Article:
Prof.ssa SILVIA TERZI
|Settore Scientifico Disciplinare||SECS-S/01|
|Indirizzo||Via Silvio D'Amico 77|
|Altre informazioni||Sito web personale|
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Titoli e cariche
Professore ordinario di Statistica
Titolare del corso di Statistica - corso di laurea in Economia
Titolare del corso di Analisi statistiche per le scienze sociali - corso di Laurea Magistrale in Mercato del Lavoro e sistemi di Welfare e corso di Laurea Magistrale in Ambiente e Sviluppo
Key-words: composite indicators; concordance; local concordance; inequality; concentration.
Main recent research issues
The most recent research issue stems from the study of composite indicators. First of all how to build composite indicators: endogenously or exogenously derived weights? For composite indicators based on latent multidimensional variables – such as Human Development or Competitiveness – structural equations models such as PLS – path models provide the most flexible framework. On this issue see papers
A second issue is concerned with inequality: how to account for horizontal inequality when aggregating different dimensions of a composite indicator? When designing composite indicators attention is often focused on its multidimensionality and on aggregation across different dimensions. However, two other aspects need consideration: the distribution of each indicator within its dimension (inequality) and the joint distribution of individual achievements or—viceversa—of deprivations. The suggestion is to correct the composite indicator by means of indicators that take into account joint distribution of the single components across dimensions. This line of research has led to the suggestion of a corrected Human Development Index (paper How to Integrate Macro and Micro Perspectives: An Example on Human Development and Multidimensional Poverty) and of a corrected indicator of infrastructural endowment (Terzi – Pierini Rivista di Statistica Ufficiale 2015).
Along this line a more committing issue concerns association among the different components. This line of research has lead to the definition of a local concordance function. Loosely speaking d variables are concordant if for a unit i (i =1,…,n) large values on some variables are associated with large values on all the others and conversely for another unit i’ small values for some variables are associated with small values on all the others. Perhaps the most widely used coefficient of concordance between 3 or more distributions is Kendall’s W designed to assess the agreement between d raters.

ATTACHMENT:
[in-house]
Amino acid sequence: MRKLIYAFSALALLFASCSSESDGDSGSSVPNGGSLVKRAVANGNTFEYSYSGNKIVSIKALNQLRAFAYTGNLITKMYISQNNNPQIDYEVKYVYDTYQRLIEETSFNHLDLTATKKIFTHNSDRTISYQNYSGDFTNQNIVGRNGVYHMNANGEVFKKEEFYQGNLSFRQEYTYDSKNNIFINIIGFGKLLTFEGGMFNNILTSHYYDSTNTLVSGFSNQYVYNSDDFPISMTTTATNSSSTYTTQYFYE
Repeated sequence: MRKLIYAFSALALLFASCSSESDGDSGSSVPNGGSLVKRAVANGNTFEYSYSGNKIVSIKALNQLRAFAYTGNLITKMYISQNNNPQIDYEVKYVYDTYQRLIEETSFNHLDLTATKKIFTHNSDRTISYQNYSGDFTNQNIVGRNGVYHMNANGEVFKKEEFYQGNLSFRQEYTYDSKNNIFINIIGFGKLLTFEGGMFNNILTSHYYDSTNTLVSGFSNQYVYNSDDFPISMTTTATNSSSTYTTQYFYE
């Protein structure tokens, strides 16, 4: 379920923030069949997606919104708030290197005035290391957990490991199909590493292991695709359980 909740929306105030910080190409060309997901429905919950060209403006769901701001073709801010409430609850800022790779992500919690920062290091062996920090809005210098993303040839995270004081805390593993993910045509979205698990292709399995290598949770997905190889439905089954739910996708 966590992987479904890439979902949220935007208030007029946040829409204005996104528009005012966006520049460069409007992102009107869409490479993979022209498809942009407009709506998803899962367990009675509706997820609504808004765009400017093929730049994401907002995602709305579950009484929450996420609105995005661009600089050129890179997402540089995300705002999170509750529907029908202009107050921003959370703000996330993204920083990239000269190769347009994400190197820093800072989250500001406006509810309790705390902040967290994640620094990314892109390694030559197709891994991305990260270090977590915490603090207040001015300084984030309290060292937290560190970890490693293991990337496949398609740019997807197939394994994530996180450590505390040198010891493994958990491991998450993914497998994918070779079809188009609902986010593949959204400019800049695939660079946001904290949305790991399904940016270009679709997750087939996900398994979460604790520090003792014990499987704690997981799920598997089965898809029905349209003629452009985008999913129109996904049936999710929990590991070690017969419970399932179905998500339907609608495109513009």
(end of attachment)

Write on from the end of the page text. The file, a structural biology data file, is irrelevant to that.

For d variables and n units we take moves from a similar concept of concordance/agreement and rank all the observations. We then divide each of the d distributions in slices of s consecutive ordered observations and assess local agreement by counting how many times one observation in the r-th slice of any of the d distributions also belongs to r-th slice of any of the others. The greater the number of overlaps between corresponding slices, the higher the local concordance between the d distributions. Vice-versa maximum disagreement is when the units belonging to the r-th slice of the h-th distribution do not belong to the same r-th slice of any of the other d-1 distributions. Thus if we count the number of units belonging to the union of the r-th slices we reach a minimum (s) in case of maximum concordance and a maximum (sd ) in case of maximum disagreement. We define and plot a concordance curve by computing local concordance for each sliding window of s consecutive ranks/integers.
The concordance curve can have many uses. Apart from measuring concordance among different variables or different components of a composite indicator it can also be used to compare different rankings derived from different composite indicators, and this leads us once again to the first of these issues.
But it could also – when computed for the head or for the tail of a multivariate distribution – be used to measure concentration or inequality.
As for the areas of applications they have been mainly well- being and/or quality of life indicators.
 For the sake of simplicity we assume s≤ n/d.